ODA has been a continued bright spot in the 40-year-old relationship between Vietnam and Japan and further achievements seem certain.
After landing at Hanoi’s Noi Bai International Airport for the very first time after a tiring six-hour flight from Tokyo’s Narita Airport, Mr. Tadashi, a Japanese businessman, jumped into a Toyota Vios taxi just after 10pm and headed to the city center. The car darted along the eight-lane Vo Nguyen Giap Highway and Mr. Tadashi closed his eyes and began to doze off, which was easily done given the Toyota rode so smoothly. He was then woken by different-colored bright lights shining in his eyes. The taxi driver, who barely spoke English, heard Mr. Tadashi awaken, turned around, smiled at him and with the few English words he could muster said: “Nhat Tan Bridge, the Vietnam - Japan Friendship Bridge”.
Nhat Tan Bridge, Vietnam’s largest suspension bridge, and Vo Nguyen Giap Highway not only amazed Mr. Tadashi but also millions of international visitors coming to Hanoi every year and are evidence of the fruitful relations between Vietnam and Japan, as both projects were funded by official development assistance (ODA) from the country of the rising sun. ODA from Japan has helped Vietnam develop a new level of infrastructure and supported major infrastructure projects, including National Highway No. 5, Tan Son Nhat International Airport, the North-South Expressway, and the Cai Mep - Thi Vai and Lach Huyen Ports, which are key projects for the country’s transport network.
At an international symposium on “Attracting and Utilizing ODA in Vietnam: a 20-year Review”, held in central Da Nang city, the Central Economic Commission noted more than 50 ODA donors to Vietnam. Major donors included Japan, the US, the UK, Germany, France, Austria, Switzerland, Sweden, and Australia, with accumulated capital of more than $70 billion. Among the approximately 50 bilateral and multilateral donors to Vietnam, Japan provided the largest amount of ODA, exceeding $23 billion and accounting for more than 30 per cent of the total committed. Japanese ODA flowing to Vietnam is 12 per cent grant aid and the remainder preferential loans.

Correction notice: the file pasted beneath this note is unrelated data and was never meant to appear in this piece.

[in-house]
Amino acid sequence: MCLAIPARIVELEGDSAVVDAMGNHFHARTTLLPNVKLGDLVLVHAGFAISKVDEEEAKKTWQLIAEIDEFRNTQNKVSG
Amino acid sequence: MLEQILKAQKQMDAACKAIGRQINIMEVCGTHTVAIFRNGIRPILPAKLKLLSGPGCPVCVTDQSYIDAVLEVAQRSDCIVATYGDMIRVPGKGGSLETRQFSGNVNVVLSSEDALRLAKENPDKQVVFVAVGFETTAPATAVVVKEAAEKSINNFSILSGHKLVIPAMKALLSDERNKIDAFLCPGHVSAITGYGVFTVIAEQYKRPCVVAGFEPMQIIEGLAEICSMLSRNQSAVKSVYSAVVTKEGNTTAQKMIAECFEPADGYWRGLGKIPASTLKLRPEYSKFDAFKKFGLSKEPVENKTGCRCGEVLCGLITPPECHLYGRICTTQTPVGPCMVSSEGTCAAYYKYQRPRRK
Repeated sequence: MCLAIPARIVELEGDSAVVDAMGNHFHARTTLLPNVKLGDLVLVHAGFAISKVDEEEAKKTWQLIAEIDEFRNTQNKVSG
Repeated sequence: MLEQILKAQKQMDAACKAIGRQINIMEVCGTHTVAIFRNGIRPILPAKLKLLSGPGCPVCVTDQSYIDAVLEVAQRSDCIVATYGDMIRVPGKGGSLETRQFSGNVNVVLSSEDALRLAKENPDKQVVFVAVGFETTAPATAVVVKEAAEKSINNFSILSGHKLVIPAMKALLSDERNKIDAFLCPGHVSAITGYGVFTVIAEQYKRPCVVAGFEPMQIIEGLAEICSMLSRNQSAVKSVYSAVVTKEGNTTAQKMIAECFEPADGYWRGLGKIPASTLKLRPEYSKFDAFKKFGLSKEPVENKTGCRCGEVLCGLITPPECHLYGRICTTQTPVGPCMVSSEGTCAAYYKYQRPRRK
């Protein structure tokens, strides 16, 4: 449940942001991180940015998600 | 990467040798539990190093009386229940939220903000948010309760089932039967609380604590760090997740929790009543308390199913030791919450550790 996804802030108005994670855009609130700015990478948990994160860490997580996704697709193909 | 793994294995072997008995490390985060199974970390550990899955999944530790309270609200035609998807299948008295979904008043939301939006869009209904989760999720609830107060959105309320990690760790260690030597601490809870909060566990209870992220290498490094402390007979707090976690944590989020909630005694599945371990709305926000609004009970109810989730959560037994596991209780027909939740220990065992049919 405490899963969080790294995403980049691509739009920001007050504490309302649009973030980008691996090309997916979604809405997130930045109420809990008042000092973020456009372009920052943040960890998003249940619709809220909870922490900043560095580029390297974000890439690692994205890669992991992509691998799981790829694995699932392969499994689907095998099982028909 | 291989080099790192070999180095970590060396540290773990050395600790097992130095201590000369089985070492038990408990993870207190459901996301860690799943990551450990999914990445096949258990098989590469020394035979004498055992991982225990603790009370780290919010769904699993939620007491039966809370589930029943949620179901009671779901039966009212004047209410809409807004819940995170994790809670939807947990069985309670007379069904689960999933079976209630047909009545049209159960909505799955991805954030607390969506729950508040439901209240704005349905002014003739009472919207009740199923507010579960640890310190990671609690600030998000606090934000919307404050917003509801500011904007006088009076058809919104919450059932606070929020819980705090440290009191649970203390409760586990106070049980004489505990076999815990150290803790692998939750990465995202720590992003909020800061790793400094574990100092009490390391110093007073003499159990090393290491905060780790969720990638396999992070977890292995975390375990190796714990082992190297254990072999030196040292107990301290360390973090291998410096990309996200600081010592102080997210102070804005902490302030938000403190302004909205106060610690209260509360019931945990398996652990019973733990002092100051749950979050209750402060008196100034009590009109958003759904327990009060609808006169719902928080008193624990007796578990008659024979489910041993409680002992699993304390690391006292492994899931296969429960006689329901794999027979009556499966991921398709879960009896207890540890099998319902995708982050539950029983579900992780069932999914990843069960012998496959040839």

Japanese ODA projects have made significant contributions to Vietnam’s socio-economic development and are the fruit of 23 years of continued efforts between the two countries.
Road of roses
Japan decided to restart ODA to Vietnam in 1992 and all preparatory work was completed in the same year with the first package totaling JPY44.5 billion ($350 million). Bilateral relations between the two countries continued to blossom in 1993 with emerging economic cooperation when the relationship was upgraded to a strategic partnership. ODA has been a constant highlight of relations since.
ODA from Japan has been flowing into Vietnam on a large scale for the last 23 years, increasing almost every year despite various economic difficulties. In 2001 Japan decided to cut its ODA budget by 10 per cent but flows to Vietnam increased gradually in the decade following. In 2011 Japan suffered from two natural disasters that affected its economy yet still managed to boost its ODA to Vietnam. Flows only slowed in 2012 to 2014 due to the effects of the global economic crisis but have exhibited signs of recovery this year with strong commitments coming recently from leaders of both countries.
The long-term assistance program Japan provides to Vietnam is mutually agreed upon and aims at five main fields: the construction and improvement of transport and electricity infrastructure, agricultural development, environmental protection, the development of the education and healthcare sectors, and human resources development and institution building.
The major area ODA from Japan flows into is infrastructure, as the country believes that good economic infrastructure ensures development and that the goal of developing countries is to escape from under-development as quickly as possible. Japan’s ODA to Vietnam therefore focuses greatly on economic infrastructure (at approximately 90 per cent), primarily in transport and energy.